|The Projects List is a handy addition to the2003 version.|
From any account that you’ve created, you can spend, deposit, or transfer funds. I’ve created one Accounts Receivable-type account (again, a wizard interface will walk you through this) and a personal checking account. The Accounts Receivable account tallies the invoices you create and adds payments (either partial or complete) to the balance for that account.
The other most useful feature I’ve found in Money 2003 Deluxe & Business is the Schedule C report, which maps business expense and revenue categories to a tax form report you can export in the Tax Exchange Format for use with other programs, including TurboTax. (The 2003 release of Money also has built-in integration with a free version of the H & R Block online tax filing service.)
Using a walk-though questionnaire, you can create your business tax form in just a few seconds. The only catch is that you have to be careful to maintain and manage your expense and revenue categories; Money comes loaded with some fairly safe assumptions, but if you plan to create more specific categories—say, VB development and documentation wage items—for your own internal reporting, be sure to map those categories to the appropriate tax line in the Schedule C organizer, shown in Figure C.
|With Money’s Schedule C features, you can map custom expense categories to your business’s tax reports.|
Money also comes preloaded with a fleet of reports, such as profit-loss and cash flow, that you can run against your accounts at any time. And if you like to have all your financial data at your fingertips (which is really the whole design idea behind Money), you can whip up a nice custom home page that also tracks your investments, debts, and personal accounts.
My pet peeves
As you can see, Money offers a lot of features that cover almost any simple business need. Most of my troubles with Money are basically minor.
Sending electronic invoices is rough, at best
While Money offers several templates for creating attractive invoices, you can’t send such invoices via e-mail; your only options are text messages or text attachments. When I started using Money, I was so taken aback by this shortcoming that I called Microsoft support, thinking that I was just missing something. I was told that, in fact, the ability to even send electronic invoices at all was a relatively new addition to the program. I was surprised again to find this issue not addressed in the 2003 release of Money, particularly since Microsoft has added a new Web-based resource for invoice design ideas.
You can’t attach details to a specific time item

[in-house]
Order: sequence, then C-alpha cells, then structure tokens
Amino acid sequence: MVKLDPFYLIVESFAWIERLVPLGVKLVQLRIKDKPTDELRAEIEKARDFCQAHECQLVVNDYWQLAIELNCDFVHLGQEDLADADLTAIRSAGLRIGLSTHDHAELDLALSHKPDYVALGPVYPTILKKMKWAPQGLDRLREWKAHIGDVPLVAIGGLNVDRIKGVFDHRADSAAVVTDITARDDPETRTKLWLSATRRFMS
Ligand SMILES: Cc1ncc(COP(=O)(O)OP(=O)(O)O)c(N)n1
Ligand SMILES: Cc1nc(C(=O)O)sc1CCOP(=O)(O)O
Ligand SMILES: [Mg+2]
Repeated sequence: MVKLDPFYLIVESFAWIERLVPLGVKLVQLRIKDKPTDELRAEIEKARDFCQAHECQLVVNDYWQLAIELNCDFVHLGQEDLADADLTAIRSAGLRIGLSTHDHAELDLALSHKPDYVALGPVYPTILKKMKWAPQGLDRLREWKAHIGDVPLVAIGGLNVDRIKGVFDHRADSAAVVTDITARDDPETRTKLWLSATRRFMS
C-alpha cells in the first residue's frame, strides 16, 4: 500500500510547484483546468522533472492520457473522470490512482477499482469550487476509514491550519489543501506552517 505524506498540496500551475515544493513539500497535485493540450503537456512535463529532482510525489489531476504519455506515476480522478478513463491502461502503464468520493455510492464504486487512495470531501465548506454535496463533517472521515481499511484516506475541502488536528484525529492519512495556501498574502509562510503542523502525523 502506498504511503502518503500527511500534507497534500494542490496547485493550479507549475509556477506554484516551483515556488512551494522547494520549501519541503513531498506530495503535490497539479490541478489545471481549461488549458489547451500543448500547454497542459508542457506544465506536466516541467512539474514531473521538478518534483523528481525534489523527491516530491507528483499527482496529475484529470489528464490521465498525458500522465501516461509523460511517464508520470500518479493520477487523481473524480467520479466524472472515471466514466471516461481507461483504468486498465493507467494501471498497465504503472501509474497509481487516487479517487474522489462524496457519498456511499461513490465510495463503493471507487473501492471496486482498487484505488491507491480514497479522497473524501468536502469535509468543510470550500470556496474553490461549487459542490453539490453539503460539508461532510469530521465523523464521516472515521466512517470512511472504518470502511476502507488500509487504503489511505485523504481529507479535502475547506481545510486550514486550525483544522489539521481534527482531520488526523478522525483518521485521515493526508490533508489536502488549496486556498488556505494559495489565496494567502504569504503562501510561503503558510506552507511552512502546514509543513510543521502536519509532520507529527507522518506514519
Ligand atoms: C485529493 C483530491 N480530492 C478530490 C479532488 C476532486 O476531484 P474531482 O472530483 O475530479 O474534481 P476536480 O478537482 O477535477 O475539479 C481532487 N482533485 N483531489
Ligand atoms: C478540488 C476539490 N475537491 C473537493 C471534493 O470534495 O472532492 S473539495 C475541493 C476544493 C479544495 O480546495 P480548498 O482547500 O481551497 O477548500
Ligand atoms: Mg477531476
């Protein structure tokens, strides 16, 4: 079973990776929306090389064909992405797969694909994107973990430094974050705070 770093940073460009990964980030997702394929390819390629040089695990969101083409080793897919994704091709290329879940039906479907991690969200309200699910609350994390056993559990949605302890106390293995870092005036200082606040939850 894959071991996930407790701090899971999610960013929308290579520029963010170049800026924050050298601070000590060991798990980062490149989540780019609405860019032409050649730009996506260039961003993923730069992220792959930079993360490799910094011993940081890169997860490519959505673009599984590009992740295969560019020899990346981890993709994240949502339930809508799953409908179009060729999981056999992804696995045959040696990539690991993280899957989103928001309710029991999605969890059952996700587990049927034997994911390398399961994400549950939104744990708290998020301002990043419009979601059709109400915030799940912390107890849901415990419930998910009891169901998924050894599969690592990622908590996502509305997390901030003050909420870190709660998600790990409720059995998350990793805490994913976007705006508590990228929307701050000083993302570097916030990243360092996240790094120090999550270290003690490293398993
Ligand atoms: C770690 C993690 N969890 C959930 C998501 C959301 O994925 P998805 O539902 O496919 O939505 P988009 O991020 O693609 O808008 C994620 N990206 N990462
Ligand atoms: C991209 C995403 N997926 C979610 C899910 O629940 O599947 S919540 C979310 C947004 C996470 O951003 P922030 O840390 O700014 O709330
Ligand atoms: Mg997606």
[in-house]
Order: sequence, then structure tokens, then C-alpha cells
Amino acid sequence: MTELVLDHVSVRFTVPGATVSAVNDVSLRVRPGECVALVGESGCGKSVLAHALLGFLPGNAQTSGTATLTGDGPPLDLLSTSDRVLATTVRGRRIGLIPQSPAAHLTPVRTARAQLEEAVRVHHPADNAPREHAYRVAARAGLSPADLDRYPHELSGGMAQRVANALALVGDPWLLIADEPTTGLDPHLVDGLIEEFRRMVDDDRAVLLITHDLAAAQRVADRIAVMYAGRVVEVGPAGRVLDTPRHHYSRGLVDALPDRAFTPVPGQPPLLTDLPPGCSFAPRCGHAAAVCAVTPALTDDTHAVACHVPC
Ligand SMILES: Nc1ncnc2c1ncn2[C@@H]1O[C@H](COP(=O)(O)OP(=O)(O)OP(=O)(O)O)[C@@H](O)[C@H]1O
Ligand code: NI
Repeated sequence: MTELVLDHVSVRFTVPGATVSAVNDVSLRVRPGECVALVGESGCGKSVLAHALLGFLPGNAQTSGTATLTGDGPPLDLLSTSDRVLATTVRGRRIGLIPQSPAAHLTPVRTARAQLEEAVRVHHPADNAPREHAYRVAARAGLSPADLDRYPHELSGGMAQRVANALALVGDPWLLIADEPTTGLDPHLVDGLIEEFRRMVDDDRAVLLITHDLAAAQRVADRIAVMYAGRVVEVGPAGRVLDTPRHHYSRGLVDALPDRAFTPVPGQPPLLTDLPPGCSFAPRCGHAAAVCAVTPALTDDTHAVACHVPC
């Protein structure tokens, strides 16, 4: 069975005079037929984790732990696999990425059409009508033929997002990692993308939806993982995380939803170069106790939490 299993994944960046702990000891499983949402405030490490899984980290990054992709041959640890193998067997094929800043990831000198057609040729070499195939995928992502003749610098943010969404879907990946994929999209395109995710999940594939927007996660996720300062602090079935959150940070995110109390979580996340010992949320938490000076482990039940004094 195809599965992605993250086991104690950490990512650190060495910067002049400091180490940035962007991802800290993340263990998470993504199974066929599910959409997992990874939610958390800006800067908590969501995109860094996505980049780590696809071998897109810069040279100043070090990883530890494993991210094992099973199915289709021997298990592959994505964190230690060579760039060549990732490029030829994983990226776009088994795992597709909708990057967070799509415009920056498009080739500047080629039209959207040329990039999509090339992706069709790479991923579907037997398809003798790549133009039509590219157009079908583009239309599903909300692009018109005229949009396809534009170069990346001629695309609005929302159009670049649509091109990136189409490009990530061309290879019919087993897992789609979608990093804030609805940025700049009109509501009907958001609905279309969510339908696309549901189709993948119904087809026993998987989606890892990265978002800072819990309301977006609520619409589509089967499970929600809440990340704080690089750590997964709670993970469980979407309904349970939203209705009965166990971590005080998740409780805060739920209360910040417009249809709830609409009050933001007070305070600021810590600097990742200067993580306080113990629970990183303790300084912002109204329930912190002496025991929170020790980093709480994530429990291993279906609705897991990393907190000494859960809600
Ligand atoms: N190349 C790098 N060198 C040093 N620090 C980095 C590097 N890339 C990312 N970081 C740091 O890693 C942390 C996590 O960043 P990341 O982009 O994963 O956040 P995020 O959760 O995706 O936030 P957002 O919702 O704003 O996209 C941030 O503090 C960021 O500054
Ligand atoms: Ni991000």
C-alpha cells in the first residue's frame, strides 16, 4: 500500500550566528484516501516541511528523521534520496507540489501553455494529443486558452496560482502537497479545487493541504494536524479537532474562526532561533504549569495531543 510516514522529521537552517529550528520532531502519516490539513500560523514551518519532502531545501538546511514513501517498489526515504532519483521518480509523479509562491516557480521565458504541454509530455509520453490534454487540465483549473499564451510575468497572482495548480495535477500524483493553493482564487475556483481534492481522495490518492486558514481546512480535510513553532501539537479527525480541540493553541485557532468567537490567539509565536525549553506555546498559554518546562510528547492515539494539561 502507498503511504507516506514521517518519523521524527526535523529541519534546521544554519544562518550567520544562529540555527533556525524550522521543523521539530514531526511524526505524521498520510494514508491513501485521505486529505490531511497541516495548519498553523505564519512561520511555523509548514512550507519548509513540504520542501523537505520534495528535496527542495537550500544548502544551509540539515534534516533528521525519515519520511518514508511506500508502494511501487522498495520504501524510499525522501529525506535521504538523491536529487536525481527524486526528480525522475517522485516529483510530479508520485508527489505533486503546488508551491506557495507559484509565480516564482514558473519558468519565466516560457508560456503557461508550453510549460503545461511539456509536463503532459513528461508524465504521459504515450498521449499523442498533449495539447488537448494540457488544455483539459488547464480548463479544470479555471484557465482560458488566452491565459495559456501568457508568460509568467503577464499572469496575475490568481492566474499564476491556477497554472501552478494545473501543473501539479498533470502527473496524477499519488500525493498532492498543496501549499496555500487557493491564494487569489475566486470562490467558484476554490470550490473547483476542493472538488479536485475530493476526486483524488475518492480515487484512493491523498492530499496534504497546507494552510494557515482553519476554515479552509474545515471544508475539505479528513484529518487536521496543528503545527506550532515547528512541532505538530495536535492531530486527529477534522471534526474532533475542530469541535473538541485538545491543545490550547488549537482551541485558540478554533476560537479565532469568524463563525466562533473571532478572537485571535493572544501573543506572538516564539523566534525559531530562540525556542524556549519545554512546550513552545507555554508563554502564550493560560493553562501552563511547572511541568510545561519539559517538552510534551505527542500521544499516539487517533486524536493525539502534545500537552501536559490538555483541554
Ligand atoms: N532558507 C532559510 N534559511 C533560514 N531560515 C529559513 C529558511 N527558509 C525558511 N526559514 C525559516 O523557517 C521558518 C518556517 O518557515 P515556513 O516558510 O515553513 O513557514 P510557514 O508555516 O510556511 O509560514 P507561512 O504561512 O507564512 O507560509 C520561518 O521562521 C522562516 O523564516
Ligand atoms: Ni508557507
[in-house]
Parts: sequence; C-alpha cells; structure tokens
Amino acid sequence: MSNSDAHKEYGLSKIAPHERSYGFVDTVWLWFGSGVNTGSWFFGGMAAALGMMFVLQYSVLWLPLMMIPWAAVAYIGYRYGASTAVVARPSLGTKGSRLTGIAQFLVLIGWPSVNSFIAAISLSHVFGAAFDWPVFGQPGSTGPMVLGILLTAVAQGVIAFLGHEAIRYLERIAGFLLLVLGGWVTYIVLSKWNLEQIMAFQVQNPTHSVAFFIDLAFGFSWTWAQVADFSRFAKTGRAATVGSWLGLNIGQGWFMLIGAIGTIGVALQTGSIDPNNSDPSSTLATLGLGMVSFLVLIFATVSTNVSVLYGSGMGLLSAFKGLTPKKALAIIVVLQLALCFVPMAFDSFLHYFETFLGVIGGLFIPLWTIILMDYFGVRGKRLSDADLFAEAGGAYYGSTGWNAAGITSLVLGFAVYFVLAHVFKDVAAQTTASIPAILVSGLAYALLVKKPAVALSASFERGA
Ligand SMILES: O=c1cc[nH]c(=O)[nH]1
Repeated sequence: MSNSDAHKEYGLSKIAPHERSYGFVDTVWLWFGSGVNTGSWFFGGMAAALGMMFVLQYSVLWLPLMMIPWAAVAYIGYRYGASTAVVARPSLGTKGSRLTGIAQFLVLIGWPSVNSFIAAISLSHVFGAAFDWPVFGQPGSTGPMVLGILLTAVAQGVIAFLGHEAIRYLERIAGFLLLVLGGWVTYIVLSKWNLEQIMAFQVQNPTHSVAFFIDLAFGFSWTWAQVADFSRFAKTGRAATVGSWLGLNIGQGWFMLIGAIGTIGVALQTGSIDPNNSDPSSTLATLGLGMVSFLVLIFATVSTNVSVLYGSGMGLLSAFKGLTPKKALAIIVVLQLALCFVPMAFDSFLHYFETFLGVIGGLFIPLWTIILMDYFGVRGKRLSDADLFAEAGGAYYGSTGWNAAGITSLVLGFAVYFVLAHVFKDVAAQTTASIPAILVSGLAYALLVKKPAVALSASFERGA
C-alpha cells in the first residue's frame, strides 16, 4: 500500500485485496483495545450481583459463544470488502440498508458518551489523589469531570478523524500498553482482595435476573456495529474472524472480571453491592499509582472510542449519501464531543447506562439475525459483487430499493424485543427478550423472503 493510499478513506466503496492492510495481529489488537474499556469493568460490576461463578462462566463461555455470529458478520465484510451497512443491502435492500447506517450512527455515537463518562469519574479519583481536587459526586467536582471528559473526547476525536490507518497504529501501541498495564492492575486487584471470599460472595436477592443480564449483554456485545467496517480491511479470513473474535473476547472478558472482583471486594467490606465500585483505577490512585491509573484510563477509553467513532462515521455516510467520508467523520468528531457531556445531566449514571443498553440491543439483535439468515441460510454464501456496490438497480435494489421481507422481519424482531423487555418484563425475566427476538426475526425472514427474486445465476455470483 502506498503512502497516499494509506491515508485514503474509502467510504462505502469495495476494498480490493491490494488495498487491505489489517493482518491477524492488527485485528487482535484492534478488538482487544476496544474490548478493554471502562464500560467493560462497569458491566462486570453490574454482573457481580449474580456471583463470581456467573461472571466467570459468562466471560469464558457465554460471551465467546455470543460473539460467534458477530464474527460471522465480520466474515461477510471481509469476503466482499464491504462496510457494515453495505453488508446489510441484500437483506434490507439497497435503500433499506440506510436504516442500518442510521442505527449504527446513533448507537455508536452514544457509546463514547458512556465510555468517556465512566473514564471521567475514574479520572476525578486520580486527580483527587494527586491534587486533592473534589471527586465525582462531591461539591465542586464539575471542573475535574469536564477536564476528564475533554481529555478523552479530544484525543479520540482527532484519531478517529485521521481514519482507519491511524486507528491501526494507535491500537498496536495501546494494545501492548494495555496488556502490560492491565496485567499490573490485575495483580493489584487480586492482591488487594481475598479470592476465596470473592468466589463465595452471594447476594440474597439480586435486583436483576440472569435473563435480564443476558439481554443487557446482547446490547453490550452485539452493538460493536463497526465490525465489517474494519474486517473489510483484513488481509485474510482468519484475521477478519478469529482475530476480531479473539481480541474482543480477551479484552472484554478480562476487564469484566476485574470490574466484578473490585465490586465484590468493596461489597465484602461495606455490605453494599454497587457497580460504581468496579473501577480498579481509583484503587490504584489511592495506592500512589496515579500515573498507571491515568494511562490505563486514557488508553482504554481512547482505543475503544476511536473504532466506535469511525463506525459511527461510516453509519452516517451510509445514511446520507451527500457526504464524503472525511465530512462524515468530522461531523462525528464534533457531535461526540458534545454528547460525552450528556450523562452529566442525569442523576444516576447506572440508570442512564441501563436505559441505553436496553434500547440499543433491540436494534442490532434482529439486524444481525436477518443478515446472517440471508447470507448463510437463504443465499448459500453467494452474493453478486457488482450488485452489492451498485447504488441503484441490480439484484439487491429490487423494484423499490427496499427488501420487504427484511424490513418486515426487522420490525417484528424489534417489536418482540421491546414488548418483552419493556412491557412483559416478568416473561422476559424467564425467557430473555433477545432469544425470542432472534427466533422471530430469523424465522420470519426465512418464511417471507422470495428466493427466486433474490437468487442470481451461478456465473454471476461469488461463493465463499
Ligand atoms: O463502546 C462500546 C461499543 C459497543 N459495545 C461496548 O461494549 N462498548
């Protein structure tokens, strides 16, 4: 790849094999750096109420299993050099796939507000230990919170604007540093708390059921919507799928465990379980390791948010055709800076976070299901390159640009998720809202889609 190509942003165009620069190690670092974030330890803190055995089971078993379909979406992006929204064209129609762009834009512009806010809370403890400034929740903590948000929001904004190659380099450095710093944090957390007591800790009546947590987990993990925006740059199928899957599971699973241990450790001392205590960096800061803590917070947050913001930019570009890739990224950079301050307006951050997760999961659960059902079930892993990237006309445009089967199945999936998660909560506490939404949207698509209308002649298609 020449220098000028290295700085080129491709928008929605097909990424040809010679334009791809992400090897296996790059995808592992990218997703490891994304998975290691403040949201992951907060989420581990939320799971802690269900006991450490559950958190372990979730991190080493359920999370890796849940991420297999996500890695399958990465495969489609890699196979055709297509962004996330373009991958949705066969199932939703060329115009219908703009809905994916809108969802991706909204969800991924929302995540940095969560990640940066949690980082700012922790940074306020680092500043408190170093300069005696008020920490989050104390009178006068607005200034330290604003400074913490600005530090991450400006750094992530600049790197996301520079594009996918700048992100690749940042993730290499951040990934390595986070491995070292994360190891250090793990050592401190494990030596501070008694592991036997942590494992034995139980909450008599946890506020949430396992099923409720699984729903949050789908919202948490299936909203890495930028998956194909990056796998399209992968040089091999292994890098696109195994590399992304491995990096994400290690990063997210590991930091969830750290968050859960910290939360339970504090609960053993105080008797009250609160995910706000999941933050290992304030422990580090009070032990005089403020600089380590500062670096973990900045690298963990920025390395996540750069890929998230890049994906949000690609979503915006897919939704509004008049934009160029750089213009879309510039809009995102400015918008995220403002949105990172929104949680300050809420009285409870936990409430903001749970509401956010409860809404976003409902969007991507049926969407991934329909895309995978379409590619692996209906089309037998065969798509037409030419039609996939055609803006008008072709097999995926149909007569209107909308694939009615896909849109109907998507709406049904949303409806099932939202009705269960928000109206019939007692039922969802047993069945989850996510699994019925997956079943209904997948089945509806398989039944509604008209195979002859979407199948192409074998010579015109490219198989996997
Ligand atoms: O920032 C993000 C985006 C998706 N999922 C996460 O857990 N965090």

Time items are defined in terms of the service you’re providing, and at that categorical level you can attach a description and a default rate to the service in question. But you can’t attach a unique detail statement to a specific time line item without creating a whole new service category, which is cumbersome and not a particularly good way to keep clear records.
For example, let’s say you administer an Exchange server for a small business. You can create an “Exchange Administration” service with a $75 hourly rate, but you can’t add helpful little notes like “restoring from backup” for each time item on the invoice. Customers tend to like that level of detail.
It’s just so holistic
Money, as a consumer product, is designed to look at all your finances as a whole, and then spit magic numbers at you to tell you whether you’re winning or losing. If you like that approach to managing your finances, great; I prefer more segregation between my personal finances and my business, so I end up making little placeholder accounts for stuff like services I provide in barter.
It’s riddled with partners
Most of the new features Microsoft is touting for the 2003 version of Money come from partners—financial advice from American Express, a credit report from EquiFax, bill pay through MSN, and new payroll services from PayCycle, which even get their own main navigation button. But you can get all these services from your bank or the partners themselves for a reasonable fee (the PayCycle payroll service is on a fee basis for Money customers). I can’t see these features as much more than an upsell, unless the convenience of seeing all this information through a single lens is important to you. You even get pinged to sign up for “special offers.”
At any rate, if you don’t have an always-on Internet connection, you might as well go ahead and dial up before you start running Money—it’s going to ask you to visit some Web site at virtually every corner. And you can’t avoid the image of the MSN butterfly.
Useful, but not remarkable
Despite my complaints, I’m going to keep using Money 2003 Deluxe & Business as my accounting software. Why? Because it’s reasonably affordable and offers enough functionality to distinguish itself from the free/shareware tools out there. Plus, my accounting needs as a one-person shop are minimal; I’ve never found a math error in Money, and that’s good enough for me.
But for more serious accounting needs, Money still probably falls a little short. For hard-core users, QuickBooks is still in that rare club, with Adobe Photoshop, of programs that don’t need to worry about their Microsoft counterparts.
Ken Hardin is a freelance writer and business analyst with more than two decades in technology media and product development. Before founding his own consultancy, Clarity Answers LLC, Ken was a member of the start-up team and an executive with TechRepublic.com and ITBusinessEdge.com.